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Convoys expand to multiple cities, Ottawa and Alberta protesters remain

Convoys of protesters expanded into additional cities over the weekend, arguing against pandemic-related restrictions and other government measures. But where protests in locations including Toronto, Winnipeg, Regina, Edmonton and Quebec City dispersed, those in Ottawa and at the Alberta border remain.

The City of Ottawa has officially declared a state of emergency, citing threats to public safety and disruptions in the downtown core. That move helps to expedite requests for additional resources.

The GoFundMe platform says it will not release more than $9 million in donations to Freedom Convoy organizers. (File photo)

Alberta opens investigations

In a significant blow to protest organizers, GoFundMe has also suspended more than $9 million in donations, citing evidence from law enforcement that the Ottawa convoy which first arrived Jan. 29 has become an occupation. The fundraising platform had previously released $1 million to organizers, who said it would be used to reimburse fuel costs for participating truckers.

Reports circulating on social media indicate convoy organizers have turned to other platforms to raise funds.

While protesters have been seen stockpiling fuel, Ottawa police announced Sunday that anyone bringing fuel to demonstrating trucks would be subject to arrest.

Several protesters were also arrested during the day for mischief, and multiple vehicles and fuel have been seized, it added. More than 100 tickets and notices were issued for factors such as excessive honking, driving the wrong way, defective muffler, no seat belt, alcohol readily available, and having improper licence classes.

Alberta RCMP confirmed through Twitter yesterday that protests along Hwy. 4 continue to impede traffic around the border crossing at Coutts.  While many individual protesters there are being respectful and listening to police, several investigations have also been opened, it said.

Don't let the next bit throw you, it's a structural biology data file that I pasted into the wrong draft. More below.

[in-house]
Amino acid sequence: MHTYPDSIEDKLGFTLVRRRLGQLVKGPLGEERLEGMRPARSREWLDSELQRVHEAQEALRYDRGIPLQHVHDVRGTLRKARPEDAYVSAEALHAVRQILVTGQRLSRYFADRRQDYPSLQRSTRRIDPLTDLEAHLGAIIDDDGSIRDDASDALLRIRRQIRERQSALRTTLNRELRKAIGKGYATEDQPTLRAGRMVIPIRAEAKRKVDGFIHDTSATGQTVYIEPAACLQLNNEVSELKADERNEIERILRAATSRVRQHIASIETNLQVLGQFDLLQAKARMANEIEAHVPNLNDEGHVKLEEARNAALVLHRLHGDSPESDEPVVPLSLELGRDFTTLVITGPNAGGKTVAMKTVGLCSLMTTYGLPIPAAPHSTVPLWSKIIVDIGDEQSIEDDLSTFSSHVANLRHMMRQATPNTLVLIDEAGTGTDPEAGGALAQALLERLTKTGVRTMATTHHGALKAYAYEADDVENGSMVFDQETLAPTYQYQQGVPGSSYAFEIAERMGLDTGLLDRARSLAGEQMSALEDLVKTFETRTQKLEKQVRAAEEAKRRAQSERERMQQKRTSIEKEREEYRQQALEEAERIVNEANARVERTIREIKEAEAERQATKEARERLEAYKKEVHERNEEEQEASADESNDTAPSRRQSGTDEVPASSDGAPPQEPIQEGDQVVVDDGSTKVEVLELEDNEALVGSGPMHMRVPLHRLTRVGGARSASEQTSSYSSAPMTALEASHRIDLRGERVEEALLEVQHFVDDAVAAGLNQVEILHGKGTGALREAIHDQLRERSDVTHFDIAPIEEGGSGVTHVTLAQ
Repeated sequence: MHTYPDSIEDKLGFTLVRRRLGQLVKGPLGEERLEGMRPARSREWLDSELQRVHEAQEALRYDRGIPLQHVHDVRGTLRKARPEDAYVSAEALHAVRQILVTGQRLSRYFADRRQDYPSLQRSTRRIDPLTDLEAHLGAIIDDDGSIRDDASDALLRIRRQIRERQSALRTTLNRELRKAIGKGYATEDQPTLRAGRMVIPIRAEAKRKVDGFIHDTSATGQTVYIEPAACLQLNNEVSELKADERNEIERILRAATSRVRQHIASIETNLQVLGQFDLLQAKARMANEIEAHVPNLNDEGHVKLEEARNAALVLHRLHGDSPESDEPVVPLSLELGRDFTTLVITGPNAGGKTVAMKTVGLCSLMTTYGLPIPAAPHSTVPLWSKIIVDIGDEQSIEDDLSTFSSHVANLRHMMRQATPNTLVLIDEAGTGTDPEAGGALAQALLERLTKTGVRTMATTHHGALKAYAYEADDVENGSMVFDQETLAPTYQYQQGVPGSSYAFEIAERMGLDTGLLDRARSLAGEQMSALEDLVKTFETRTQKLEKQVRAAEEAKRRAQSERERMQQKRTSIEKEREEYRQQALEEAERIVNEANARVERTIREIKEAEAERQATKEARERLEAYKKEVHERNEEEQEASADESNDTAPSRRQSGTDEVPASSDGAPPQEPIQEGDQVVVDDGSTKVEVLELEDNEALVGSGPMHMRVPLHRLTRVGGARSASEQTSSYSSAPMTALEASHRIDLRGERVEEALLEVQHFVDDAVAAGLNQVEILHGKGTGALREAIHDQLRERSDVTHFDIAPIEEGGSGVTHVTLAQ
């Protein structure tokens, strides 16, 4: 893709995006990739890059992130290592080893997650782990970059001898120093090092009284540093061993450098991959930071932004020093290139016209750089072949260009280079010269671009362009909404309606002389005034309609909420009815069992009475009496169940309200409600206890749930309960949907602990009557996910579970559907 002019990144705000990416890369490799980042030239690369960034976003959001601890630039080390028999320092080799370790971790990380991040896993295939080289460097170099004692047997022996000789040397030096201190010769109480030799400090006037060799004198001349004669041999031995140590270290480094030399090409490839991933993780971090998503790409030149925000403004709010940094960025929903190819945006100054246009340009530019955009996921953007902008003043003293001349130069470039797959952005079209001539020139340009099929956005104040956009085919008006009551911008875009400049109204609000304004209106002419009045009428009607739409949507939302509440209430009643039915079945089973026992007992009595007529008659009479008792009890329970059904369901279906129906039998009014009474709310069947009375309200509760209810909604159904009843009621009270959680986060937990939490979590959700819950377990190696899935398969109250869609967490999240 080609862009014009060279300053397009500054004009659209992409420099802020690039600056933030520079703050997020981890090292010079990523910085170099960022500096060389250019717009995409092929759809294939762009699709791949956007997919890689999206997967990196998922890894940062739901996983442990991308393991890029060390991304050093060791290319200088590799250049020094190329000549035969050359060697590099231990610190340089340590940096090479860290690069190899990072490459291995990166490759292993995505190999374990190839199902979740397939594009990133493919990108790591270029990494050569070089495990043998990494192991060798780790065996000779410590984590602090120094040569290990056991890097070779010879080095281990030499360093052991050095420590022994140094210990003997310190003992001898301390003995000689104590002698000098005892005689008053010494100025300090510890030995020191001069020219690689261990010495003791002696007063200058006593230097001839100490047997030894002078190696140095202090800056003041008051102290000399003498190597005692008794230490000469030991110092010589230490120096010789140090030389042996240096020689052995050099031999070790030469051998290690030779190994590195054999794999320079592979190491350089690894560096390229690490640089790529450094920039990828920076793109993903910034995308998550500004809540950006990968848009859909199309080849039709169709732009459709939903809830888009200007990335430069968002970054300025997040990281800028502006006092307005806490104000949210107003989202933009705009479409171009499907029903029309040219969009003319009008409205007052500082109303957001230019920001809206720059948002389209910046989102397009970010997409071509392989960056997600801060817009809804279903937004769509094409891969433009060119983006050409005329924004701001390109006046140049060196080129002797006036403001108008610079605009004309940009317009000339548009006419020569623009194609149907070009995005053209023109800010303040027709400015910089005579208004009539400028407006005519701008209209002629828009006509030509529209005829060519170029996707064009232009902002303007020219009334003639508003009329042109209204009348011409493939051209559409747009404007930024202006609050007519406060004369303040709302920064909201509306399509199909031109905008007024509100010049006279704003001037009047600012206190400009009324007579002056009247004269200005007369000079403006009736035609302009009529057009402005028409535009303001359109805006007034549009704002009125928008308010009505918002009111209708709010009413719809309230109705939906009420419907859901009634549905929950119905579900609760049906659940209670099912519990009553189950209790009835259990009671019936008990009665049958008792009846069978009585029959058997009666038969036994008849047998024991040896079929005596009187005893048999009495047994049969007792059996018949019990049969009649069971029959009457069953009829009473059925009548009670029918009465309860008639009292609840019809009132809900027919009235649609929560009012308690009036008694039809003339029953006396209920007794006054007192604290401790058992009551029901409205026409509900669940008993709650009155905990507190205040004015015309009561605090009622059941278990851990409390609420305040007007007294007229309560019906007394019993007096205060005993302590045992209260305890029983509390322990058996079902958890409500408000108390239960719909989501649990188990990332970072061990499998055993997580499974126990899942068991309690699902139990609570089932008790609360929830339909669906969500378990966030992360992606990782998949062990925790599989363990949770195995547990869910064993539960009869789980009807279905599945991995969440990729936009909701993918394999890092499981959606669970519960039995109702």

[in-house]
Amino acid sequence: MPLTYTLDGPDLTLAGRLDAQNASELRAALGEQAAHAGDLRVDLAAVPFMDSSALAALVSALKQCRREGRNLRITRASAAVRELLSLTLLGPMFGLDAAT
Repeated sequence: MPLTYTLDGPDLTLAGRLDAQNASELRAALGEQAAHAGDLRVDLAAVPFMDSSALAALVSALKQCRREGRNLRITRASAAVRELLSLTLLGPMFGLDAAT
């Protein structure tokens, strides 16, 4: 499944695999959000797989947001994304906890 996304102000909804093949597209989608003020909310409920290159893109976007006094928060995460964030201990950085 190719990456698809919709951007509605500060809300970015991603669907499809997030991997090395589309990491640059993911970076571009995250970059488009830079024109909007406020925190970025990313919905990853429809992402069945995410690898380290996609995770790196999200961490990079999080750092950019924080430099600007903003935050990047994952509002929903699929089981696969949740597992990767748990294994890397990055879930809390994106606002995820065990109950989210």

‘Largely peaceful and respectful’

Additional convoys and protests in provincial capitals over the weekend were largely reported to be peaceful, although police in each jurisdiction were taking extra measures to limit traffic disruptions. Toronto, for example, implemented key road closures around the Ontario Legislature a nearby area known as Hospital Row, and an increased police presence remains downtown.

“From everything I have seen, the Saturday protest in Toronto was largely peaceful and respectful as I had hoped it would be,” Toronto Mayor John Tory said, crediting Toronto Police.

Quebec City police ordered trucks and cars away from the National Assembly Sunday evening, bringing a fourth day of protests to an end.

‘No connection to the trucking industry’

“It appears that most protesters have no connection to the trucking industry and have separate grievances beyond the cross-border vaccine mandates,” Ontario Trucking Association (OTA) president Stephen Laskowski said in a weekend statement.

Protests began as Canada introduced a vaccine mandate for border-crossing truck drivers on Jan. 15 and the U.S. began its mandate Jan. 22. Even if the Canadian rules are lifted, non-vaccinated truck drivers would still be unable to cross the Canada-U.S. border.

“To those in the trucking industry that have chosen to participate in this protest, your behavior today will not only reflect upon you and your family but the 300,000-plus fellow Canadians that, like you, take great pride in our industry,” Laskowski said. “Please remember this important responsibility you bear today in delivering your message responsibly as well as the impact your actions will have on the image of many of your colleagues who do not share your opinion but share your passion for the industry and country.”

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